Sophie: For those that don’t know, the second question was, do you share the same political views as your parents, and do you guys belong to the political group? I know that I always presume that everyone belongs to the same political group as your parents. Because I live in new York and go to a liberal school, I assume that people’s views are a product of the environment they grew up in. However, I have read stories on the news about people who live in very polarizing environments, or they’re the lone liberal in a very red community, and I think that’s something that we don’t acknowledge who are straying away. I agree with Maya that there is little to no “inbetween.” You either agree or you don’t.

Anne Isman (Senior): Well I disagree with that. Based on what Maya just said, it’s an American ideal to be either one way or the other, so by saying that there is not room for error, it’s only reinforcing that idea of a black and white political atmosphere.

Esme Laster (Junior): Going off of what Sophie said, I think so many people identify with their parents’ politics and that makes sense to me because I feel that people’s political associations often correlates to their socioeconomic status. I think that it makes sense that they align with their parents.

Tali Lebowitsch (Sophomore): To build off, I think it’s important to acknowledge that there’s also a privilege that comes with being able to choose what political party you side with because not everyone has that freedom. You might have the privilege to chose that because you have benefitted from other values in the past.

Sophie: I also think it’s really hard to disagree with your parents sometimes because you may face extreme backlash or physical consequences.

Camilla Bauman (Sophomore): Going back to the first question about values, I feel like if your family has very ingrained values that you have been around starting from when you were born, it is very hard to disagree with them.

Adrian: However, the ability to critically think is also influenced by your household. Do your parents or guardians endow you with the ability to challenge what is being said? So, even though there is the idea that you can be surrounded by like-minded people, are you the kind of person who has been raised to fall in line with that or to challenge those ideas?

Esme: I don’t really think that’s how critical thinking works. I feel that parents can impress certain values or ways of thinking about things, but I learned to think critically in school and based on the people I surround myself with, like my friends.

Adrian: But critical thinking doesn’t mean to just disagree, it means to not take everything at “face value.”

Esme: Yeah that’s what I was saying.

Cynthia Enofe (Senior): I think that actually goes against what Tali said about privilege and having the simple option to “choose” what you think, whereas some minority groups or families don’t grow up with the idea of “option.” They’re taught, “this is how things work,” and you just have to work within the system. You have to be taken out of your comfort zone and placed in this privileged environment where you have to realize, “Ok, I have a voice regardless of my status or who I am,” so I don’t think that Critical Thinking is the correct term.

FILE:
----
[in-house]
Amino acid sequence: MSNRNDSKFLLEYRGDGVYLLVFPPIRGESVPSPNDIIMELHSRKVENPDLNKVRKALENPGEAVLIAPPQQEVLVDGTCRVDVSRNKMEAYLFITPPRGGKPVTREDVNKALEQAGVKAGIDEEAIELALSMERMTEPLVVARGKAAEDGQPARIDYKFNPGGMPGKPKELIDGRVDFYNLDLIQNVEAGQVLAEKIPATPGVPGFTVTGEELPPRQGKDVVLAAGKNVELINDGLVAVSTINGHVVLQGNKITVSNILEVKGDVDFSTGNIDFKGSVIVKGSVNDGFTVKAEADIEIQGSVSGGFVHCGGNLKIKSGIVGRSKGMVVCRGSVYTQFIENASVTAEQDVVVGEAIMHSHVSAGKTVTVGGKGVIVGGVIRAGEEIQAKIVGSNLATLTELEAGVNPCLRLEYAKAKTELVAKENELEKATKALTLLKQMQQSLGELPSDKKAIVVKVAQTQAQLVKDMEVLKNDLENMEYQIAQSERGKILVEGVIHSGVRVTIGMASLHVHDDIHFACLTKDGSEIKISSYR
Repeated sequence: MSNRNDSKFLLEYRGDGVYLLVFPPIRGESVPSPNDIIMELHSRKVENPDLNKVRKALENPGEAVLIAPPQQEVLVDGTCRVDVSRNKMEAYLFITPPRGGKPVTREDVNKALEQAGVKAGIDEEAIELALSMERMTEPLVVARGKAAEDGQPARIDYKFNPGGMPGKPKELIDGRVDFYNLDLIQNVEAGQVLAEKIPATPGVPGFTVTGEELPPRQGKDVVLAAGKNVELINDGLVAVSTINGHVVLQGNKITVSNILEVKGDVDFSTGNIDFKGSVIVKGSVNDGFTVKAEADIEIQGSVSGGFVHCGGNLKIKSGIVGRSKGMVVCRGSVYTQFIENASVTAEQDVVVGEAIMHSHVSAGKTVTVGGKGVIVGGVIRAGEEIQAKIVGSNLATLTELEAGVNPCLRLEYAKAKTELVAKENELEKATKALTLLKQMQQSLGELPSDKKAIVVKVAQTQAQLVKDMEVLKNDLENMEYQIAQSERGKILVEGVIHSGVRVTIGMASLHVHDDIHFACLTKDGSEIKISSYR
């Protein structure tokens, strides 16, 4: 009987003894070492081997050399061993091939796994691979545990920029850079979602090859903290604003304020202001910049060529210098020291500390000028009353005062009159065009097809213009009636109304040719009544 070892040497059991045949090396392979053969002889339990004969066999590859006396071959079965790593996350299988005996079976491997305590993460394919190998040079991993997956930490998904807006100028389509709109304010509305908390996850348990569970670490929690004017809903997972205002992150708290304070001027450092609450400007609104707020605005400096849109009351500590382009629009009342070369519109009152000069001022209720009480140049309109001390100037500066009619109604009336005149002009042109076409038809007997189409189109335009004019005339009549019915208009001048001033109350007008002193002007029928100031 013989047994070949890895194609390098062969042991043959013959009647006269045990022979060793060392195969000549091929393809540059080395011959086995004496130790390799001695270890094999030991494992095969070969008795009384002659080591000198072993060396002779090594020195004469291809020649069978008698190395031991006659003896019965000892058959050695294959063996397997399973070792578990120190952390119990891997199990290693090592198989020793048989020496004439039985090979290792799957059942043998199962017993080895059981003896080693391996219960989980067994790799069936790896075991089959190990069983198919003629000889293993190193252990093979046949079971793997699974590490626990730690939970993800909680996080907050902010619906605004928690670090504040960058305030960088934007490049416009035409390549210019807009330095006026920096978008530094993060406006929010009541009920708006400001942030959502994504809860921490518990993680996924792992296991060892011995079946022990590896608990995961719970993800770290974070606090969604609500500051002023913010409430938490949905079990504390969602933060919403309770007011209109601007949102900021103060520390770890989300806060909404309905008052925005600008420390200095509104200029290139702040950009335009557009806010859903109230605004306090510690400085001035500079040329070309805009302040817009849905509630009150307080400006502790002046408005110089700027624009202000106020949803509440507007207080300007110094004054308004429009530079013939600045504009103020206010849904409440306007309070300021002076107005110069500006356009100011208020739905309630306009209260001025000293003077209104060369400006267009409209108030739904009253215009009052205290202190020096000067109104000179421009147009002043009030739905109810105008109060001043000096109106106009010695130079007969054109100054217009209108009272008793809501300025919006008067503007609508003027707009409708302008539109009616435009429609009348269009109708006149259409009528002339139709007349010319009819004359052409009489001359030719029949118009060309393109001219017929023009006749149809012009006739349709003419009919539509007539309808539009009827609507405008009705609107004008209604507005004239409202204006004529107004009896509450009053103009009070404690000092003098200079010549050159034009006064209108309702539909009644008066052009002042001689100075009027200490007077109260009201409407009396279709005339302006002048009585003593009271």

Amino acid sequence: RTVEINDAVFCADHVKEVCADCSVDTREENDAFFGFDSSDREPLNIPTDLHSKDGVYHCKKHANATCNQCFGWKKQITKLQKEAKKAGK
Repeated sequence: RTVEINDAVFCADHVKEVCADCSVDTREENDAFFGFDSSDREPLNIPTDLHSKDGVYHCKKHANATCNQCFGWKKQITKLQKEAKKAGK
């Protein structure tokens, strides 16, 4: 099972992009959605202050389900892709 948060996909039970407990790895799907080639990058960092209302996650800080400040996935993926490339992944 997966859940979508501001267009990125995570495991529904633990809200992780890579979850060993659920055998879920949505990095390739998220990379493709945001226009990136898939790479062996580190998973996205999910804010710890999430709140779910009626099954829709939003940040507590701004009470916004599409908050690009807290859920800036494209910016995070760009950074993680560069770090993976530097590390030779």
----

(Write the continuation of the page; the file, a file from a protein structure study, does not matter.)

Adrian: But realizing that you have a voice stems from how your parents raise you.

Sophie: But I think that Cynthia brings up a good point, some people, even if they’re raised in a “critical thinking household,” are taught to have opinions but that they might not be heard or fully come across to society. I feel like the suppression of vocalizing opinions probably does affect family politics. Maybe your family will discuss it less or value politics less because they don’t get to share their opinions.

Maya: I interpreted what Adrian said as the ability to be raised within a politically-aligned household and still be able to recognize the flaws within that party and the “good” and “bad” that comes with every political group. Like I can still be raised in a Democratic household but still be able to see the flaws within the Democratic system because my parents raised me to think critically about everyone with the lens of “What are they doing right?” and “What are they doing wrong?” I think that it’s an important aspect of our society.

Jude: I don’t think that Cynthia was criticizing Adrian’s point, I think she was saying that we have to recognize that there is a large population that doesn’t have the privilege of “thinking outside the box.” I know from my own experience that if you say something that goes against this mass mentality, the common understanding of a certain issue, you’re wrong. That’s where I’ve felt that some parents do raise you to think critically, but not critically of them.

Cynthia: Shifting back to the first question, I would say that my family and I are inherently grouped into the same political affiliation but I think that the real difference comes with age. My parents are immigrants and they have this mentality that, yes, the American Dream is still possible, whereas I know that that mentality is flawed. They always say that “if you work hard you can do this, “ but I don’t know if you guys heard about the whole college scandal, but people are essentially paying to go to college. And my parents come to me and say, “If you get good grades, you can make it, “ but I’m just like, “Dad, it’s not going to work out.”

Sophie: Quickly before we move on, by a show of hands, how many of you were NOT surprised by the college admissions scandal? I was like, I already knew that.

Anne: It’s a lot of money to pay to a school. They’re paying to get in, they’re paying the tuition it’s ridiculous.

Camilla: With Lori Loughlin and her daughter, Olivia Jade, I assumed that there was some sort of discrepancy going on there, but I didn’t realize that she had paid the proctor to change the daughter’s SAT scores.